ISRAEL AT WAR - DAY 195

Hili Cooper (with microphone) and Or Nohomovitch (right), tell protesters how they miss their grandfather, Amiram Cooper, held hostage in Gaza, at a rally for the release of Israelis kidnapped by Hamas terrorists, at Hostages Square in Tel Aviv, February 10, 2024. (Avshalom Sassoni/ Flash90)
Hostage families call for the release of their loved ones at Hostages Square in Tel Aviv, February 10, 2024 (Photo by Avshalom Sassoni/ Flash90)
Inside story

They may cry ‘shame!’ at PM, but hostage families’ group says it has no partisan agenda

‘They’re speaking out against the person in charge,’ explains families’ forum member; ‘When hostages were seized, no one asked about their families’ political stance,’ says another

Jessica Steinberg, The Times of Israel's culture and lifestyles editor, covers the Sabra scene from south to north and back to the center

Hostage families call for the release of their loved ones at Hostages Square in Tel Aviv, February 10, 2024 (Photo by Avshalom Sassoni/ Flash90)

It was day 127 of the war and at yet another Saturday night rally in Tel Aviv’s Hostages Square, the crowd of thousands began chanting “Shame! Shame!” in support of the message of the speaker, Danny Elgarat, whose brother Itzik Elgarat was abducted on October 7 from Kibbutz Nir Oz. Elgarat was lambasting Prime Minister Benjamin Netanyahu for what he termed a “scare campaign” against retrieving the hostages.

“Netanyahu has started his scare campaign. We’re familiar with those: ‘Peres will divide Jerusalem’; ‘the Arabs are arriving in droves to vote’; ‘the Iranian nuclear project.’ And now he’s scaring us that there will be a massacre if we accept the terms of the deal [with Hamas for a swap of hostages for prisoners],” said Elgarat.

In previous weeks when the crowd started to shout “Shame!” a rally organizer would immediately hush them, reminding them that this was not a political rally but a gathering with one purpose only: to free the hostages.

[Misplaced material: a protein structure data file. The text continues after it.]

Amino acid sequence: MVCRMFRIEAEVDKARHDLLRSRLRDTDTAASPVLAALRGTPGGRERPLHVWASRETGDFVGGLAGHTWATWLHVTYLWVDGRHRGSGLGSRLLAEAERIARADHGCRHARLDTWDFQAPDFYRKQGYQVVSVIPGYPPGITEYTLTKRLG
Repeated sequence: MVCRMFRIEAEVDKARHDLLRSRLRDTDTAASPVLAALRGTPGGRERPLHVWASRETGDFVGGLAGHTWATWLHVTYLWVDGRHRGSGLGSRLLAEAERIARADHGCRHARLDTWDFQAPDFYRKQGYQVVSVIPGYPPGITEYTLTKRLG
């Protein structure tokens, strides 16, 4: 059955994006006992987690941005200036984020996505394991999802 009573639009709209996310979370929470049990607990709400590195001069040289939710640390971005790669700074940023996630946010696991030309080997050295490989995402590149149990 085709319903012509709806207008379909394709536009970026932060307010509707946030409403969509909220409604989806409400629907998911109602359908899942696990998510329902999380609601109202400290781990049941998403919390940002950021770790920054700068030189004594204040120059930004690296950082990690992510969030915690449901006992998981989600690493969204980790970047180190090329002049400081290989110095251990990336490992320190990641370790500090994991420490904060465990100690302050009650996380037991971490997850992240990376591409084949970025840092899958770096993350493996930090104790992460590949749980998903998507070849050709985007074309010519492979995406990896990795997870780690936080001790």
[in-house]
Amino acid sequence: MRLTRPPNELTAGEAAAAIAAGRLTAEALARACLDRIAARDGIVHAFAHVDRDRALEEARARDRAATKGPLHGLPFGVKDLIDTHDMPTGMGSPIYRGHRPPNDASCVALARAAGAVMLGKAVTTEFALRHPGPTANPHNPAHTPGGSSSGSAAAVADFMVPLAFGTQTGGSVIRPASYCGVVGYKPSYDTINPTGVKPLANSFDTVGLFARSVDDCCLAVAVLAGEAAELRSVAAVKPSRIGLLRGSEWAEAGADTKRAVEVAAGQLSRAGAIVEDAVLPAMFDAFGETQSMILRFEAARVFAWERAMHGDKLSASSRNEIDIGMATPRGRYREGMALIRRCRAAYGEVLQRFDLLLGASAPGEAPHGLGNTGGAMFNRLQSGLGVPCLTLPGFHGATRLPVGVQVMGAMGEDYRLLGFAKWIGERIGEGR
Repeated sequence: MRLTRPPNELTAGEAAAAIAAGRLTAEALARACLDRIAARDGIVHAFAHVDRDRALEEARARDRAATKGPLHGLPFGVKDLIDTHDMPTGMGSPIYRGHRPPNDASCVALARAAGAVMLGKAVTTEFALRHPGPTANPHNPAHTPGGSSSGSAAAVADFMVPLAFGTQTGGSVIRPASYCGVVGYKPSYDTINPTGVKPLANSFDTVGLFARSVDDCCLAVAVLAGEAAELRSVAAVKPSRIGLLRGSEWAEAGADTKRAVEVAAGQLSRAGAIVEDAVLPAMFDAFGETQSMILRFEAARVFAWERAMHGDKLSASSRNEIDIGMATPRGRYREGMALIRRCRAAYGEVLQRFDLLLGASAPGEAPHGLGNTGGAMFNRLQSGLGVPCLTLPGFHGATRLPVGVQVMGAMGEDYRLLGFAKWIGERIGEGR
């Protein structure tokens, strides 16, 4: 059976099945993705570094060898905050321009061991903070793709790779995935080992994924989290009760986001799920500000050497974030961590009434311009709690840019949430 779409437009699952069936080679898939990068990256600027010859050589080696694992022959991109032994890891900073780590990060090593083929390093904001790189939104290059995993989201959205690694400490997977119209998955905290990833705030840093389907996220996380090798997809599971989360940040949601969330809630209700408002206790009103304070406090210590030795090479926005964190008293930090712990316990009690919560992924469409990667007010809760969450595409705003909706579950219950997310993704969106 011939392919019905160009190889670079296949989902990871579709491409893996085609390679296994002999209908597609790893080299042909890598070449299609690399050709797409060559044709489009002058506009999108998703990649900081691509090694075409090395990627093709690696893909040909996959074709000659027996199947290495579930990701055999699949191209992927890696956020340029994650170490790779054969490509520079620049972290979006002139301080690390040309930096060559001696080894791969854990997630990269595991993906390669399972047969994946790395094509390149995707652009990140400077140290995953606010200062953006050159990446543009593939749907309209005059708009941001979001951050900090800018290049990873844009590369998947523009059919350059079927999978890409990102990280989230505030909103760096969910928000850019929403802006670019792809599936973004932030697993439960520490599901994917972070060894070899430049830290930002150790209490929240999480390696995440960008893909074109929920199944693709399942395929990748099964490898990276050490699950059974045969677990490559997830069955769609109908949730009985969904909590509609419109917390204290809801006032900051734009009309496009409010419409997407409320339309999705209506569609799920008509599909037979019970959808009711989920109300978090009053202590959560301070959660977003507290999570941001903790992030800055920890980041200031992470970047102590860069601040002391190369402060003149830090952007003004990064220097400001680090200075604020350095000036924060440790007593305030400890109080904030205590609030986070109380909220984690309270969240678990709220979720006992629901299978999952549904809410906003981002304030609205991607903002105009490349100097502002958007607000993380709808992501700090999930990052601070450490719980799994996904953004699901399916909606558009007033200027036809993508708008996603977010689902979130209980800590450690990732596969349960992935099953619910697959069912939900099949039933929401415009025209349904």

This time, however, the “Shame” chant continued for about a minute before everyone quieted down.

“They’re speaking out against the person in charge, and the person in charge is Netanyahu,” said Daniel Shek, a former Israeli ambassador to France who heads the diplomacy team at the Hostages and Missing Families Forum, an organization that is aiding the hostage families and that organizes the rallies.

“If they’re critical of the government, it doesn’t make the discourse more political,” said Shek. “It’s simply the relations between people who feel abandoned and don’t want to be abandoned again.”

Danny Elgarat, brother of hostage Itzik Elgarat, speaking February 10, 2024, at Tel Aviv Hostages Square (Courtesy Hostages and Missing Families Forum)

A forum gathers

But politics have entered the discourse, partially because of the personalities that have led the Forum, a group of volunteers formed within 72 hours of the deadly Hamas terrorist attacks on October 7 by Dudi Zalmonovitz, a lawyer whose daughter had been at the Supernova desert rave and escaped, while another relative was taken hostage.

During the multipronged Hamas October 7 invasion of Israel, terrorists killed some 1,200 people — mostly civilians — and kidnapped another 253. Some 350 were mown down at the outdoor Supernova music festival alone.

In the days following the massacre, public figures joined Zalmonovitz, including communications adviser Ronen Tzur, who in 2006 briefly served as a Labor party Knesset member, and public relations consultant Haim Rubinstein, who left his Haredi home at 15 and was the spokesperson for Yesh Atid Knesset member Ofer Shelah.

Additional founders included former Shin Bet head Ya’akov Peri, who is a former MK for Yesh Atid; communications consultant Hagit Klaiman, who worked for years with former justice minister Tzipi Livni, head of the now-defunct centrist Hatnua party; and Shimshon Liebman, who headed the effort that led to the release of Gilad Shalit in 2011.

By October 9, the Forum had held its first press conference for the families. Teams were set up to handle hostage negotiations, legal issues, media, fundraising and emotional support for the families.

Family members of Israelis being held hostage in Gaza hold a press conference in Tel Aviv, October 14, 2023. (Avshalom Sassoni/Flash90)

At the end of October, Zalmanovitz left and the Forum continued with Tzur at the helm.

In the meantime, a second, much smaller, hostage family group, the Tikva Forum, was formed in opposition to the “main” forum’s tactics. The Tikva Forum, founded by largely pro-government religious Zionist parents of hostages, opposes any demonstrations, rallies or marches that can be construed as pressuring the government into making concessions to Hamas.

Tikva Forum co-founder Tzvika Mor told The Times of Israel that he and other members are spreading a message of what he calls “collective responsibility,” so that Israel “doesn’t repeat the error of the Shalit deal.” Gilad Shalit, an IDF soldier taken hostage in 2006, was released in a prisoner swap in 2011 in exchange for 1,027 Palestinian terrorists and prisoners held by Israel.